Painting the Shrouds
By Gary Harger
Being in Operations the care of the forward mast was delegated to our
department because of all the associated gear we had on the mast,
signal halyards, radio antenna, radar dish etc. Well I'm sure you know
about the laws of the sea, the chain of command, Newton's Law of
Gravity and how things in general just seem to roll down hill. I was
one of the low men in Ops so I was involved in the job of painting the
mast. When I finished that task I remember thinking how glad I was now
that chore was behind me. By climbing the mast I found out just how
frightened of heights I am. I think I did more clinging to rather than
climbing the mast.
To my sorrow I found out that I wasn't done. In fact I was just
beginning. Don Spence and I were next elected to the honorable task of
white leading the shrouds! That time honored naval tradition meant we
had to ride down from the mast along the length of the shroud in a
boatswain's chair dipping our hand into the bucket of white lead and
applying it to the shroud at the same time holding onto the chair with
the other. The worst part was there were several shrouds to be done.
would have it and me being afraid of heights Don Spence kindly
volunteered to ride in the chair first! I was his line handler and had
him tied off on the cleat on the tank deck with a series of figure
eights. After a while I figured out that I could control his decent
with a lot less figure eights. All I had to do was just hold the line.
Then a thought came to me, sneaky as it was, a thought that I would
surely pay for in the end, I knew I should not do it but the practical
joker in me took over. I decided I would let him come down about 4 or
5 feet rather quickly and as this came to pass Don let out a yell
followed by a tremendous verbal out burst that would make even a Chief
Boatswain Mate blush. Don was bouncing up and down like a weight on a
spring. I know I had a good laugh for at least 5 minutes. I dare not
even repeat what the names he yelled down at me, not that I didn't
deserve them all.
After Don finished his turn up on the shroud, guess what? My turn. The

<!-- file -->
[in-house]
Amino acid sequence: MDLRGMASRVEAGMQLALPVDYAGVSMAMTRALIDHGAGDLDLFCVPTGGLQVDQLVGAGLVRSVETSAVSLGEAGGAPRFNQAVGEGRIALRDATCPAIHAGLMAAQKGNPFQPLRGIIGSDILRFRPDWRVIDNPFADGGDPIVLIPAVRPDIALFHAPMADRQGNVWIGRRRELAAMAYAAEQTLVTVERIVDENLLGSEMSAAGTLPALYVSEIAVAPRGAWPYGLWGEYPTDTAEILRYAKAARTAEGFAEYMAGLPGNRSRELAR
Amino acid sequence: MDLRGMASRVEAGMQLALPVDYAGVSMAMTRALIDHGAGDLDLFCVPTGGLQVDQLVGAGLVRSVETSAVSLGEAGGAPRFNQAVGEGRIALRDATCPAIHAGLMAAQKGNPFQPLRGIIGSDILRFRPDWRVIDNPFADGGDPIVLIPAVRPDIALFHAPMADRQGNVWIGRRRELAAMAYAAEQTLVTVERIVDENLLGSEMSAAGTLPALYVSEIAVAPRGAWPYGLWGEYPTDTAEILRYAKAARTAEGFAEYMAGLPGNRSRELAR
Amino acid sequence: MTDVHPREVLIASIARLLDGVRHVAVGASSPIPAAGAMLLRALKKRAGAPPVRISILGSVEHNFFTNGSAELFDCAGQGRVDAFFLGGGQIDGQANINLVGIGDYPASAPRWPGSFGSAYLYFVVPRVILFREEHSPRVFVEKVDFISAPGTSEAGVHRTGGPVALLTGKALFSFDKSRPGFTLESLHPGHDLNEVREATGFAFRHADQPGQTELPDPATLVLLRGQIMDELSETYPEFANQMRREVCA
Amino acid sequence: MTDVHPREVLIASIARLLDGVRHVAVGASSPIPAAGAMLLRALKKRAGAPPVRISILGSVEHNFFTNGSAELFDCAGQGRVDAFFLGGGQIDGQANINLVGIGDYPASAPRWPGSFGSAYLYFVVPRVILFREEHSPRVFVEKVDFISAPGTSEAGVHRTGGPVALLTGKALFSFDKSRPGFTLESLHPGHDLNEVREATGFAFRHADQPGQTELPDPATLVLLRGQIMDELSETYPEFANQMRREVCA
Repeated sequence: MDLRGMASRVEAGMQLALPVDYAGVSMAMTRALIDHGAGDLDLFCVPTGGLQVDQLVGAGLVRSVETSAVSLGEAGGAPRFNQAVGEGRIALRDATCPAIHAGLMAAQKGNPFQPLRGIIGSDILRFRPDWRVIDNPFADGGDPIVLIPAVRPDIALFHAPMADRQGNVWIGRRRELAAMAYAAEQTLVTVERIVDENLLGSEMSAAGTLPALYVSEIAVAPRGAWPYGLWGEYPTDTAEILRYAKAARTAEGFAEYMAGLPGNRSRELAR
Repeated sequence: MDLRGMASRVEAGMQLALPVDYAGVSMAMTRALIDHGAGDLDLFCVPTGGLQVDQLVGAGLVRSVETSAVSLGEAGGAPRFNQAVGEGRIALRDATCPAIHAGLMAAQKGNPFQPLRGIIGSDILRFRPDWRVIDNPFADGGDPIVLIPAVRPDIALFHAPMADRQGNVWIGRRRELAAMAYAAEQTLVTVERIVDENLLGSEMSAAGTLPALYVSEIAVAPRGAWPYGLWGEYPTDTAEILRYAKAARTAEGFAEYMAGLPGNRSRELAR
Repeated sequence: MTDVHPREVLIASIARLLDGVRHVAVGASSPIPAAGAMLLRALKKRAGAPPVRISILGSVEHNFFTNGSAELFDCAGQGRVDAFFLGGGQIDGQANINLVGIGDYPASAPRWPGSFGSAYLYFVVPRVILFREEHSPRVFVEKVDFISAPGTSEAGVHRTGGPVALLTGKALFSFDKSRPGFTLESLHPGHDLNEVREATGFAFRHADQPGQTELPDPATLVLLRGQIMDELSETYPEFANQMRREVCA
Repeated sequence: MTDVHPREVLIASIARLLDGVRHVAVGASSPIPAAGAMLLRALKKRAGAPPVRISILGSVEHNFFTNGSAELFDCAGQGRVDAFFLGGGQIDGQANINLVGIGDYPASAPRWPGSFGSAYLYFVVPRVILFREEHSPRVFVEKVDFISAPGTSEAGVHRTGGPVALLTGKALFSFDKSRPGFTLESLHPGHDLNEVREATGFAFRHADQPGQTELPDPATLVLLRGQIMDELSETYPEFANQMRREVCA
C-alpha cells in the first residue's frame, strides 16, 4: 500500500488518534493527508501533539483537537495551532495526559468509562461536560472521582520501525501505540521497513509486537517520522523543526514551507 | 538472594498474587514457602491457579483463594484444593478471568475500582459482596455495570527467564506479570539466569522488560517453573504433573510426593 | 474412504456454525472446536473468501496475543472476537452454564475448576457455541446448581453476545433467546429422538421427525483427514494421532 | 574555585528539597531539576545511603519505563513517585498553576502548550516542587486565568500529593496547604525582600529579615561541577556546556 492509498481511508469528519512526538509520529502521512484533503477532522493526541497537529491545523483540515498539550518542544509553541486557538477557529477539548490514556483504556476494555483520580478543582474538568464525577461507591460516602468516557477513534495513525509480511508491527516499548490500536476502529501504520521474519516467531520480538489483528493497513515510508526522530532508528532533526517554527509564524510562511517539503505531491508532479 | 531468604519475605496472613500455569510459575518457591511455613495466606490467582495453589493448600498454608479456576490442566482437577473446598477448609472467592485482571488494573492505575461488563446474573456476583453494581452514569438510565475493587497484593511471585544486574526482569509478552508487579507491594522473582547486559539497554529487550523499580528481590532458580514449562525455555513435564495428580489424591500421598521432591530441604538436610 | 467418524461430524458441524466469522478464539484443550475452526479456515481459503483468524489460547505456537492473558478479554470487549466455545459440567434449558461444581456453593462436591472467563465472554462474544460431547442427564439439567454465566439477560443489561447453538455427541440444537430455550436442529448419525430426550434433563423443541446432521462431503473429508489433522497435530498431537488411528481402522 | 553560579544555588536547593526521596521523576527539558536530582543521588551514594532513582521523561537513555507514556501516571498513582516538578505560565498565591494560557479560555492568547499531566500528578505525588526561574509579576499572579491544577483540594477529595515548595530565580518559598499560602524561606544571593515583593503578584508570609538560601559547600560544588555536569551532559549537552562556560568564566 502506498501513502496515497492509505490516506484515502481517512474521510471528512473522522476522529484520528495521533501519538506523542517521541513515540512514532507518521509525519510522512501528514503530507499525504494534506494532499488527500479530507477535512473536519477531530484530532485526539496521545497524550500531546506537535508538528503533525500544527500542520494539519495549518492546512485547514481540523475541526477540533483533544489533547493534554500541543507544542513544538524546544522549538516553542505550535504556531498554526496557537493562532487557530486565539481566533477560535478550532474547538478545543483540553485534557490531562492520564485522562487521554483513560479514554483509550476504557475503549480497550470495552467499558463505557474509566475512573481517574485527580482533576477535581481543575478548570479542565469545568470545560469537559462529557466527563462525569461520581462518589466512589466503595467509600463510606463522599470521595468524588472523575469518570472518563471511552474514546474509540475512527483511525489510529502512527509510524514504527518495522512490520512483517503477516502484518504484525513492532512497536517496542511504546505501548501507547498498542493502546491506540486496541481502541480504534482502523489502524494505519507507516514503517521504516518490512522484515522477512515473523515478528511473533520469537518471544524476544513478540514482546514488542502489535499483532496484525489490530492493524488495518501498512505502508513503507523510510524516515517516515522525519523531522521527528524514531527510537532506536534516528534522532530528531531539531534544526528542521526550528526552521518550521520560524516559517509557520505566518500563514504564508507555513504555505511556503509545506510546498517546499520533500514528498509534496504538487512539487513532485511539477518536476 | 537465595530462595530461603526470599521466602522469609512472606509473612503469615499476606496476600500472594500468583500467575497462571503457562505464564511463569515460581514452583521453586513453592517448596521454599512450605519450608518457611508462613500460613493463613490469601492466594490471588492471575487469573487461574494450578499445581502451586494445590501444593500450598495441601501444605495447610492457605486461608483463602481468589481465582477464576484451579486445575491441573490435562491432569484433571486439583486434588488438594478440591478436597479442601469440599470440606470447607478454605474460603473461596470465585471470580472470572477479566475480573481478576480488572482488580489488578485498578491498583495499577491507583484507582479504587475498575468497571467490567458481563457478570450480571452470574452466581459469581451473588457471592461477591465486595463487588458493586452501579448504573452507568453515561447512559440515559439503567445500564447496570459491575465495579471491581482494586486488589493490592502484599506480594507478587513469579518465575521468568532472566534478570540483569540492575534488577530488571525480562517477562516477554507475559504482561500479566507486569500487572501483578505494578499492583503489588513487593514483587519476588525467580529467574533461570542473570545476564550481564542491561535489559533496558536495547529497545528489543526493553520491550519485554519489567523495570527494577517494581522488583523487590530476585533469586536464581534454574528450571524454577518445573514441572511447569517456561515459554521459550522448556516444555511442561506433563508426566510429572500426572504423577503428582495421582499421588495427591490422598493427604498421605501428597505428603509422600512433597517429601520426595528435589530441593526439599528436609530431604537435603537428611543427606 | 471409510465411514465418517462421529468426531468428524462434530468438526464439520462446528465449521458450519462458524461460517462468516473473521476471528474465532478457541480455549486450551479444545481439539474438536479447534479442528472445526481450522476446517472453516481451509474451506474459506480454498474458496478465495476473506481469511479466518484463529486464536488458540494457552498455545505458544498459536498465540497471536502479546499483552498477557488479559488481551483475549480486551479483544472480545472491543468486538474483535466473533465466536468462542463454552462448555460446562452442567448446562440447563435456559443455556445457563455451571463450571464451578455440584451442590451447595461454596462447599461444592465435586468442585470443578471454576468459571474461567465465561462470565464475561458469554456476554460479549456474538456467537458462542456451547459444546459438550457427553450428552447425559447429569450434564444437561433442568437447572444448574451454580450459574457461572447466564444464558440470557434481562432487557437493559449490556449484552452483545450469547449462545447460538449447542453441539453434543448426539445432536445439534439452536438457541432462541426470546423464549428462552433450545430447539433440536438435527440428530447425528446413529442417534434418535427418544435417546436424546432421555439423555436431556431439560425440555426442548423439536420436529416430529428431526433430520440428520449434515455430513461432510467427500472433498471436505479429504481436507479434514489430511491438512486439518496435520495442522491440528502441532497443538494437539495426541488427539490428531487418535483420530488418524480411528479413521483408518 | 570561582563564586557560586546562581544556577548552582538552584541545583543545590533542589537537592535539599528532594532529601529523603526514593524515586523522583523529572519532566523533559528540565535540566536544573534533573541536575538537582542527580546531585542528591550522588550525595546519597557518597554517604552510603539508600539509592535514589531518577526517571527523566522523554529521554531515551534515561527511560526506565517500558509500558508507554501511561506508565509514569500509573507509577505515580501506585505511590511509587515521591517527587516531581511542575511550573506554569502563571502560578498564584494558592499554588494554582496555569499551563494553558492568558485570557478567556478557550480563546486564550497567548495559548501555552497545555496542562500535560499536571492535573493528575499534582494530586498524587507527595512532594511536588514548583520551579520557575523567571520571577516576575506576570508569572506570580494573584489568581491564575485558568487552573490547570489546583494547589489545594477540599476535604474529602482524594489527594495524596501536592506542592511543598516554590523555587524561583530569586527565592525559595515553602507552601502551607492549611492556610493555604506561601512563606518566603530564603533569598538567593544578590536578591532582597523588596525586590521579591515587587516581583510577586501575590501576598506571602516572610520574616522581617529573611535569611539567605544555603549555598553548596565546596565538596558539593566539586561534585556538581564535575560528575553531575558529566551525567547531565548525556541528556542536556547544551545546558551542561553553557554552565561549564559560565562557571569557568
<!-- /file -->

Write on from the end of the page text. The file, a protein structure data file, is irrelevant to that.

bill came due. Why did I have to play that stupid joke on him? That
old saying proved so true, "what goes around comes around."
I went up the mast and sat there on that little boatswains chair
suspended 80 feet up over steel tank deck, on what seemed to me to be
a very suspiciously thin piece of line. One hand hanging on for dear
life on the boatswains chair and the other on the bucket. I just new
my brief naval career was about to come to an untimely end.
Now Don was the line handler and I was totally at his mercy. I was
trembling as I climbed the mast and left the mast to climb into the
boatswains chair knowing full well what was coming. Don let me sit
there momentarily so I could savor every inch of height and then Don
gave me a ride that was better than any theme park I had ever been on
yet! He let me drop a few feet but that alone seemed to me to be
harsher treatment that I gave to him, it was like that parachuete ride
at 6 Flags over Georgia I was hanging on for dear life! I knew I was
going to crash to the deck below and break every bone in my body.
But just as I held on to Don's line he held onto mine. I not only
learned to trust the line handler I learned a new respect for him too.
I learned a more important lesson too. Don't do anything to any one
else if you don't want it done to you, Trust me, my ride was a lot
worse than his. He made a believer out of this ol'e boy for sure. When
I first got into that chair my only thought was about what I had just
done to him. I know it is coming and by golly it did. He scared the
living daylights out of me, and from that point on I had great respect
for the man holding the bitter end.
Plank Owner's Story
By Gary Harger
|Being a part of the pre-commisioning
crew and serving the rest of my tour of duty aboard the mighty
Noxubee, I had the opportunity to become a plank owner. In the years
since my discharge that plank owner certificate has been lost along
the way. Having done some research I found out that Plank Owner
Certificate is something that is issued by the ship and not the Navy.
I also learned that the Plank Owner Certificate is just what it